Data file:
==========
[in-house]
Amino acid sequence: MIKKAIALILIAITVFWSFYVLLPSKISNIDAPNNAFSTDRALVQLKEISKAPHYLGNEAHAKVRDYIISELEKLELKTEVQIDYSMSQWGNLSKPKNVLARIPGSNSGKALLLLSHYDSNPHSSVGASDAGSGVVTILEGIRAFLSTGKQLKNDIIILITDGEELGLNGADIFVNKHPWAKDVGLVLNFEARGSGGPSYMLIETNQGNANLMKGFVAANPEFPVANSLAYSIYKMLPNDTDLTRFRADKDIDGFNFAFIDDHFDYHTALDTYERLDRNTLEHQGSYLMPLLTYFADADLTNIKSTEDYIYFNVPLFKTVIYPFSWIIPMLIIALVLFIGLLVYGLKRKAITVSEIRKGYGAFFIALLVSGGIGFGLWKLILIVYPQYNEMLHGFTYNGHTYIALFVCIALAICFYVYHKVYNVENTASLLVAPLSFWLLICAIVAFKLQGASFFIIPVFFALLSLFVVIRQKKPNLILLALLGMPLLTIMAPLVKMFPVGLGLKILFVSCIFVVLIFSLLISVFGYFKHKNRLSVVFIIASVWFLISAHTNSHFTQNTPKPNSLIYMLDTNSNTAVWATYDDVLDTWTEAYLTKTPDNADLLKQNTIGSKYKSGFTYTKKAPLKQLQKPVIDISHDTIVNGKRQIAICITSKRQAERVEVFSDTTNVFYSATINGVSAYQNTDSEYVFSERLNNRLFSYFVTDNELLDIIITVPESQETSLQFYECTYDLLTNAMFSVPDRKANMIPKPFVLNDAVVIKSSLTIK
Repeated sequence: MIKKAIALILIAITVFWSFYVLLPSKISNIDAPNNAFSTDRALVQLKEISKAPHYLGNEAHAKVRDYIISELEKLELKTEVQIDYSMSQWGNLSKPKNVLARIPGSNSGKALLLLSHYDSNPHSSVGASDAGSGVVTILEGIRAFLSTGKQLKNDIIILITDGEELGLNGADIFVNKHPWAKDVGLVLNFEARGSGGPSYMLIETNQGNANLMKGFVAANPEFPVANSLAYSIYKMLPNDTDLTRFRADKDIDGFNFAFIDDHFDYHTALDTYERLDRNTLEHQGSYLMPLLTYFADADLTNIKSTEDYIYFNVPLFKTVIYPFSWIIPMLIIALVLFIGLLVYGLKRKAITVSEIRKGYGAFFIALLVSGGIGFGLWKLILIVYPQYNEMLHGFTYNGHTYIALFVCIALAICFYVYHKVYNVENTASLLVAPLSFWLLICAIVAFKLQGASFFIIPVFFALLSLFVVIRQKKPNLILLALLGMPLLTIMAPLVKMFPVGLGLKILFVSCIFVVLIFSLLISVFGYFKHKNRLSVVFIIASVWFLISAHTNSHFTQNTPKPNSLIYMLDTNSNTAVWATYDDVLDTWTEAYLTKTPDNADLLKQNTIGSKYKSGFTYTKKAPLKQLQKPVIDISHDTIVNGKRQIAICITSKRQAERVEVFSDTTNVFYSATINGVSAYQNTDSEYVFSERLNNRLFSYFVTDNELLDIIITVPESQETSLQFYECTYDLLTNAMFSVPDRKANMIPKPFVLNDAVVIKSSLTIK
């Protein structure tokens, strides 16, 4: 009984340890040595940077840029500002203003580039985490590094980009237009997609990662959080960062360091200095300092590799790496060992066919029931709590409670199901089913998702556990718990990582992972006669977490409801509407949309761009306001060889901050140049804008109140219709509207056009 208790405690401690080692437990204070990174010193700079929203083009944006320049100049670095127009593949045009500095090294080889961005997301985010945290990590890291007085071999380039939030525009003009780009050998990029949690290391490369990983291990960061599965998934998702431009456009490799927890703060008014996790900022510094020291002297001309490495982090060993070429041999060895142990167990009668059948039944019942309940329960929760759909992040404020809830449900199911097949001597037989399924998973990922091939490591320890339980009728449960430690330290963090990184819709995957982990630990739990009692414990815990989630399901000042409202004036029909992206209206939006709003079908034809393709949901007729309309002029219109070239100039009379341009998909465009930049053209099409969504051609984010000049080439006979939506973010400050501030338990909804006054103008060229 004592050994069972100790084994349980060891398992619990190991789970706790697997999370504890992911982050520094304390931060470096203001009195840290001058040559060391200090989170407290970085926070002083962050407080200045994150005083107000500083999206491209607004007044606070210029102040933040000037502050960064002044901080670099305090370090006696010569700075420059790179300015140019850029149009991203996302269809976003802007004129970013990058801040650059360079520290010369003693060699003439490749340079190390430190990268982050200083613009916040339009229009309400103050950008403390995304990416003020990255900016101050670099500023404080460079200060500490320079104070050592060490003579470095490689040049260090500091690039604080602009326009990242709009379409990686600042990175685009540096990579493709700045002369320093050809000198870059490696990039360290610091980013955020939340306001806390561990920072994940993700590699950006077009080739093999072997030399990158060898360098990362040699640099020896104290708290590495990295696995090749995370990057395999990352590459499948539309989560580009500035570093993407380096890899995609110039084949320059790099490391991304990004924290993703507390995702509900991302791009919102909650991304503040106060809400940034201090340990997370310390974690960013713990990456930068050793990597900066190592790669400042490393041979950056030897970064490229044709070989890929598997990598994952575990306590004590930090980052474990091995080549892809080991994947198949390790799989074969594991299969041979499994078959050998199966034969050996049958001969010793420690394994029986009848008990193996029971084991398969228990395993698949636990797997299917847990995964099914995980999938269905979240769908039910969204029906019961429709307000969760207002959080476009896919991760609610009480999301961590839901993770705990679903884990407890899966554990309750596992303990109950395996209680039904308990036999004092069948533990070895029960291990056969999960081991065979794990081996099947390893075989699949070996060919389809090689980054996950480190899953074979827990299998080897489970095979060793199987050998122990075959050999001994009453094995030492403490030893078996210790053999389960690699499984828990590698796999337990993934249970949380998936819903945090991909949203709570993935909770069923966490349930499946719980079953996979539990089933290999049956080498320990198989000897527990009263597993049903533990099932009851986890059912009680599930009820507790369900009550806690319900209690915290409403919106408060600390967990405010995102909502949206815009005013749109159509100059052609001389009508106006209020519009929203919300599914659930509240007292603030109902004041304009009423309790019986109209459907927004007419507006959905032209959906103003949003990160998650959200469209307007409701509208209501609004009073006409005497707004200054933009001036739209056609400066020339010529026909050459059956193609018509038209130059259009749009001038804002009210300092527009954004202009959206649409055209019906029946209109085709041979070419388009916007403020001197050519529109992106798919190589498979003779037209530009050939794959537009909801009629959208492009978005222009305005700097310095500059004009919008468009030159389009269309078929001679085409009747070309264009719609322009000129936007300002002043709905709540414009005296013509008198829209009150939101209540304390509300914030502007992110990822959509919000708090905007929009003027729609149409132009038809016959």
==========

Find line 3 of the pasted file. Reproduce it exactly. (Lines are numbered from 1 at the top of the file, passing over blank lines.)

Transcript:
Repeated sequence: MIKKAIALILIAITVFWSFYVLLPSKISNIDAPNNAFSTDRALVQLKEISKAPHYLGNEAHAKVRDYIISELEKLELKTEVQIDYSMSQWGNLSKPKNVLARIPGSNSGKALLLLSHYDSNPHSSVGASDAGSGVVTILEGIRAFLSTGKQLKNDIIILITDGEELGLNGADIFVNKHPWAKDVGLVLNFEARGSGGPSYMLIETNQGNANLMKGFVAANPEFPVANSLAYSIYKMLPNDTDLTRFRADKDIDGFNFAFIDDHFDYHTALDTYERLDRNTLEHQGSYLMPLLTYFADADLTNIKSTEDYIYFNVPLFKTVIYPFSWIIPMLIIALVLFIGLLVYGLKRKAITVSEIRKGYGAFFIALLVSGGIGFGLWKLILIVYPQYNEMLHGFTYNGHTYIALFVCIALAICFYVYHKVYNVENTASLLVAPLSFWLLICAIVAFKLQGASFFIIPVFFALLSLFVVIRQKKPNLILLALLGMPLLTIMAPLVKMFPVGLGLKILFVSCIFVVLIFSLLISVFGYFKHKNRLSVVFIIASVWFLISAHTNSHFTQNTPKPNSLIYMLDTNSNTAVWATYDDVLDTWTEAYLTKTPDNADLLKQNTIGSKYKSGFTYTKKAPLKQLQKPVIDISHDTIVNGKRQIAICITSKRQAERVEVFSDTTNVFYSATINGVSAYQNTDSEYVFSERLNNRLFSYFVTDNELLDIIITVPESQETSLQFYECTYDLLTNAMFSVPDRKANMIPKPFVLNDAVVIKSSLTIK